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Pens may have deal Uptown, official says

Thursday, Feb. 1, 2007
 

HARRISBURG - The Penguins apparently have cut a deal with public officials to finance an Uptown arena that would keep the team in Pittsburgh, a state senator said Wednesday.

"I'm hearing that a deal could be made any day, which makes me suspect it's all about crossing the t's and dotting the i's," said Sen. Wayne Fontana, a Brookline Democrat who serves on the city-county Sports & Exhibition Authority, which would own the arena. "I don't know that there are any major hurdles left. It's all just little things."

Fontana said he expects officials to announce a deal today or Friday.

The Penguins had no comment. Allegheny County Chief Executive Dan Onorato would not comment, his spokesman Kevin Evanto said.

"People involved directly in the negotiations are not discussing anything publicly," said Dick Skrinjar, spokesman for Mayor Luke Ravenstahl.

Fontana said Gov. Ed Rendell and Penguins co-owner Ron Burkle, a California billionaire, have held "a lot of phone conversations." The two worked together on the Democratic National Committee, and that connection helped ease tension from a Jan. 18 meeting over how to divide arena revenue, Fontana said.

The Penguins balked at sharing money from parking and the developmental rights for the Mellon Arena site with Majestic Star Casino owner Don Barden, who won the state license to build a Pittsburgh slots casino and will contribute money toward an arena. Fontana said the two sides have found "a middle ground" over the parking revenues and development rights.

Late last year, Rendell said he would work to keep the Penguins in Pittsburgh after state gambling regulators dismissed a casino proposal that would have built an arena entirely with slots money, state Gaming Control Board Chairman Tad Decker disclosed yesterday.

Decker told the Tribune-Review he talked with the governor after the board voted Dec. 20 to award Detroit-based Majestic Star the Pittsburgh slots license. The gambling board rejected a proposal by the Penguins' partner, St. Louis-based Isle of Capri Casinos, which had promised to pay $290 million for an arena if it became the licensee.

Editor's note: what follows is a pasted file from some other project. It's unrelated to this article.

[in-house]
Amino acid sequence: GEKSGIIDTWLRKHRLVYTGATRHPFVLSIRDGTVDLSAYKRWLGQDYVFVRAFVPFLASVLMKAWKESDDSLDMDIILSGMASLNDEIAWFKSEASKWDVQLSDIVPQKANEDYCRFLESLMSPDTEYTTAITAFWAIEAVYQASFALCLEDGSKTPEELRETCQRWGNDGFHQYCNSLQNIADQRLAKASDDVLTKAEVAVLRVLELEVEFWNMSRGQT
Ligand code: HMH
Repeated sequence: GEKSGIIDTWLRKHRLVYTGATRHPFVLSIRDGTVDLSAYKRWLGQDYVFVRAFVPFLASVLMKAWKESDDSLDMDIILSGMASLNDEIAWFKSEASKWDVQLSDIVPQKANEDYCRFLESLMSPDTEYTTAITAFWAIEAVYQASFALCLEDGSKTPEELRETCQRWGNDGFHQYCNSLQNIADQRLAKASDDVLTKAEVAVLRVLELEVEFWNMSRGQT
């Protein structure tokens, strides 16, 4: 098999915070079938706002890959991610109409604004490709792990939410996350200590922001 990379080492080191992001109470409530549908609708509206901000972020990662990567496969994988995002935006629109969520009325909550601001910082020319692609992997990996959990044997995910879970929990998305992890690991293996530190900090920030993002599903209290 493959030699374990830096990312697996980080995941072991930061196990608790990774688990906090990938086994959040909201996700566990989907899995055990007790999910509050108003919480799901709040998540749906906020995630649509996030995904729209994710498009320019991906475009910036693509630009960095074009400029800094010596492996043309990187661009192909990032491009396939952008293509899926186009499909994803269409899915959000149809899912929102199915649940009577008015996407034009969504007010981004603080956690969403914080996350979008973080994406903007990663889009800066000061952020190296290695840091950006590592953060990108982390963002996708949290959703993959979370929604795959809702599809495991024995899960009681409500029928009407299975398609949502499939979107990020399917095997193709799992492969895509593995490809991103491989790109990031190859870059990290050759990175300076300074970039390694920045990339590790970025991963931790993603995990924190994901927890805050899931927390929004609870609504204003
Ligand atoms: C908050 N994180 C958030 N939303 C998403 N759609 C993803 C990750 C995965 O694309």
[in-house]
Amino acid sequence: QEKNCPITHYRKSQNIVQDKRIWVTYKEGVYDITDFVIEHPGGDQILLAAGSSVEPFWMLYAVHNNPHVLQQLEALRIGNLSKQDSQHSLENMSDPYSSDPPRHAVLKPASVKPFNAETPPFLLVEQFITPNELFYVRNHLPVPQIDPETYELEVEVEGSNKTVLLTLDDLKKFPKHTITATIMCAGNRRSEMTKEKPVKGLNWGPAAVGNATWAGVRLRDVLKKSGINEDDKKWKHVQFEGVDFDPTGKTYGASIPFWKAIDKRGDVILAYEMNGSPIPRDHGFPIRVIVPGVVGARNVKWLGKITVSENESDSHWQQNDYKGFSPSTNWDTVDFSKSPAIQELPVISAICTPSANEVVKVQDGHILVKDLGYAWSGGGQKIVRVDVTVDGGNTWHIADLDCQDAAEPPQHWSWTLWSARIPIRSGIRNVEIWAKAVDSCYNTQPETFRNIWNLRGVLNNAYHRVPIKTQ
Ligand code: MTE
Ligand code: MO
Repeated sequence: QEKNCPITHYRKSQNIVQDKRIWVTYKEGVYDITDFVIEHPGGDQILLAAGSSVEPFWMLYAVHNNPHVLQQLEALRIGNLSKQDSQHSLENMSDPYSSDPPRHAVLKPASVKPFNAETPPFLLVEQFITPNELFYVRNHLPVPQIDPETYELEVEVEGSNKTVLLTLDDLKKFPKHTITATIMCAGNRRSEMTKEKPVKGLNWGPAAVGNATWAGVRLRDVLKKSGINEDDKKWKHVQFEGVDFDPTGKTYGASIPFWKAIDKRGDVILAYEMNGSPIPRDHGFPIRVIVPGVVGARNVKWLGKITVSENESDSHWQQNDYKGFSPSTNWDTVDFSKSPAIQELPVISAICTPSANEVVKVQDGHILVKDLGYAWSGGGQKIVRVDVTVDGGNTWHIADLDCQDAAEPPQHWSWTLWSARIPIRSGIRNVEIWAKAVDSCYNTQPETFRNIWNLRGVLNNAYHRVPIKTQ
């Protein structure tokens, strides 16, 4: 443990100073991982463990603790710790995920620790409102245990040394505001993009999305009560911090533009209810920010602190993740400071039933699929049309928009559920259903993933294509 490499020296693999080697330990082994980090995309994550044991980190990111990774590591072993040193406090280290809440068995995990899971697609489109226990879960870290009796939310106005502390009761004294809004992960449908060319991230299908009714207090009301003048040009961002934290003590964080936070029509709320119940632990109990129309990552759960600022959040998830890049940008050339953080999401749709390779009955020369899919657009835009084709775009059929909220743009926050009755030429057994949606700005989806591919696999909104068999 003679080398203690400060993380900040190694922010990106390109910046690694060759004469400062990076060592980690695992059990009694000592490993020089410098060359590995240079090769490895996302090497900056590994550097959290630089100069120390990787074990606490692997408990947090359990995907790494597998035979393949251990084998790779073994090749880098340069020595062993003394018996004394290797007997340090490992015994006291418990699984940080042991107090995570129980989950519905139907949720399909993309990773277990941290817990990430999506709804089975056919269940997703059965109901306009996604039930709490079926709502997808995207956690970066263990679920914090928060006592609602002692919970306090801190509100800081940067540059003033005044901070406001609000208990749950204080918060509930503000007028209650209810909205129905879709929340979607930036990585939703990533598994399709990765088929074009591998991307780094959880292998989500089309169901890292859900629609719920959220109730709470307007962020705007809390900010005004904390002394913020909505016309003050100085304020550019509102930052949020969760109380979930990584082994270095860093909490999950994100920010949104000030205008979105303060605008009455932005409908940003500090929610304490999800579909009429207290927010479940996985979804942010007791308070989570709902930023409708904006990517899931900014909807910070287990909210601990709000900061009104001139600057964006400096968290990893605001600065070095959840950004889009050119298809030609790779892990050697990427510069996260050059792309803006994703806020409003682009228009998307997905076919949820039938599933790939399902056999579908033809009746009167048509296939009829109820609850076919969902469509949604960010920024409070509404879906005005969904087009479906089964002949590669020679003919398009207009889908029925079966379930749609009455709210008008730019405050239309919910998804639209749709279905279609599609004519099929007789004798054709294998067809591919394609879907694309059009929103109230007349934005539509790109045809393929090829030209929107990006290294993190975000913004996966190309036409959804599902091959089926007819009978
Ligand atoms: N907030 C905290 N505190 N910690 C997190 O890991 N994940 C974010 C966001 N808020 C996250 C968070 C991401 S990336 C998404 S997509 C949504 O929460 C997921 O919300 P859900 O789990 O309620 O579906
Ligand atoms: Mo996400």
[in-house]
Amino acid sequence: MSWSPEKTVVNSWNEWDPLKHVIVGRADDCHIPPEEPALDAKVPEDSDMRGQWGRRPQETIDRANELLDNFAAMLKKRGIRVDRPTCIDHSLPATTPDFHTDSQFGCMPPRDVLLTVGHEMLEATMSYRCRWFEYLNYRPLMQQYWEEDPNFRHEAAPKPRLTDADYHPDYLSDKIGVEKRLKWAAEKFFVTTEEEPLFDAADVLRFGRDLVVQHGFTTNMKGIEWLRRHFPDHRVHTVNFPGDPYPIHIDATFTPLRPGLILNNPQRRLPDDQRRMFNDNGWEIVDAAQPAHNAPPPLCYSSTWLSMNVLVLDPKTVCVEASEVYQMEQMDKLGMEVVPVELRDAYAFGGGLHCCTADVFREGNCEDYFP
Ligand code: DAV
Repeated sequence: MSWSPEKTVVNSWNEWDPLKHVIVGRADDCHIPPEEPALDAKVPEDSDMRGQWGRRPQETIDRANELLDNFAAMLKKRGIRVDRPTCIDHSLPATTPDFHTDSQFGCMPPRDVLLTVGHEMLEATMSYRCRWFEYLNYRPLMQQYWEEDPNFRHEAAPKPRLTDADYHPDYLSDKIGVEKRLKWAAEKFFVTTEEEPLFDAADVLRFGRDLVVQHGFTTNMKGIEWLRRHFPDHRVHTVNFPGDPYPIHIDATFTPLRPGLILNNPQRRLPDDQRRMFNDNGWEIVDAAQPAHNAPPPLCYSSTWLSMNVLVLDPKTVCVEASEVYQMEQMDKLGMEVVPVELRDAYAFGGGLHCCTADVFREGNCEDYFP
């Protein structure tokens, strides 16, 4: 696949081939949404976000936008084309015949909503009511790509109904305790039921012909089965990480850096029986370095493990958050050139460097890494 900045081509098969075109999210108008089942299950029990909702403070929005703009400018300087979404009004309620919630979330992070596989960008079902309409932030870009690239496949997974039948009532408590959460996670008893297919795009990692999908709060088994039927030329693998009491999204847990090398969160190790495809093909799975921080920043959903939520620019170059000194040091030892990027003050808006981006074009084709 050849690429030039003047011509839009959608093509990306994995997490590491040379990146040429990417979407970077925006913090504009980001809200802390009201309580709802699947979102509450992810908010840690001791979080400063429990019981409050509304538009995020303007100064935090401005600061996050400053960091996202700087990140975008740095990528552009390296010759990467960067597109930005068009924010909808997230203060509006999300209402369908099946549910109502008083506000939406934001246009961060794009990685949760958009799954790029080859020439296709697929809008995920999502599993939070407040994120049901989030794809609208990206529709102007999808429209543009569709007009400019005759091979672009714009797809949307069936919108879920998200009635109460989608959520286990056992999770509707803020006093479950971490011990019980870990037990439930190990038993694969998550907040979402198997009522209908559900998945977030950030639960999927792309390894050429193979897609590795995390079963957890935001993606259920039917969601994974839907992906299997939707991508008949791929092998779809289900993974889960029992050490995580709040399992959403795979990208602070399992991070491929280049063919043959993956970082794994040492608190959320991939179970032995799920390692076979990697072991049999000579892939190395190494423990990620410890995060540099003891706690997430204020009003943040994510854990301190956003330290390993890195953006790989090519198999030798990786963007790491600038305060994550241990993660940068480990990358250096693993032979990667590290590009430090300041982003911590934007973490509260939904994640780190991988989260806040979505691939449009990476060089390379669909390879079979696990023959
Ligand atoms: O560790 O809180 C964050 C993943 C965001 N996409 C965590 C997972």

"Rendell guaranteed us they will not leave," Decker said. "He said, 'It might take a little more money. We're going to do whatever is necessary -- reasonably necessary -- to keep them in Pennsylvania.' "

Rendell's spokeswoman Kate Philips discounted Decker's remarks.

"The governor doesn't guarantee anything," she said. "It's just not his style."

Under an alternate financing plan headed by Rendell, Majestic Star has agreed to pay $7.5 million a year for 30 years toward an Uptown arena. The state would pay $7 million a year from a development fund backed by gambling money.

The Penguins would have paid $8.5 million up front and $2.9 million a year, while forgoing $1.16 million a year in naming rights. But Rendell has said the team's contribution was "significantly" reduced.

The arena would be built on property owned by the sports authority near Mellon Arena. The team's lease there ends in June.

Time has nearly run out on the Penguins' imposed 30-day deadline to complete an arena deal. They were expected to tell Kansas City officials by Feb. 4 whether they would relocate to play in the new Sprint Center starting next season.

The Penguins have not sought the National Hockey League's approval to relocate. The league repeatedly has stated its desire for the team to stay in Pittsburgh.

With the team at home through Saturday and Canadian news media in Pittsburgh for tonight's game against Montreal, officials might want to take advantage of the publicity and end the uncertainty, Fontana said.

"There is an opportunity to wrap this up nicely," Fontana said. "I could certainly see everybody wanting to get this settled while the parties are around."

Rendell was scheduled to be in Harrisburg today, Philips said.

 

 

 
 


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